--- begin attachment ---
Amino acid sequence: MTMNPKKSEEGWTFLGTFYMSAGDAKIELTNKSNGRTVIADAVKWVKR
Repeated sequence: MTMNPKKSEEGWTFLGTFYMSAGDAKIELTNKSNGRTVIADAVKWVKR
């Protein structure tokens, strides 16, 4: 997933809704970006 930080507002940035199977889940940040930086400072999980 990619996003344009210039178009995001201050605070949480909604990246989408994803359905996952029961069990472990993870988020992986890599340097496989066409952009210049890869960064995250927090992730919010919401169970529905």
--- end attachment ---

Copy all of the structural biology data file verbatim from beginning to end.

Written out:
Amino acid sequence: MTMNPKKSEEGWTFLGTFYMSAGDAKIELTNKSNGRTVIADAVKWVKR
Repeated sequence: MTMNPKKSEEGWTFLGTFYMSAGDAKIELTNKSNGRTVIADAVKWVKR
């Protein structure tokens, strides 16, 4: 997933809704970006 930080507002940035199977889940940040930086400072999980 990619996003344009210039178009995001201050605070949480909604990246989408994803359905996952029961069990472990993870988020992986890599340097496989066409952009210049890869960064995250927090992730919010919401169970529905």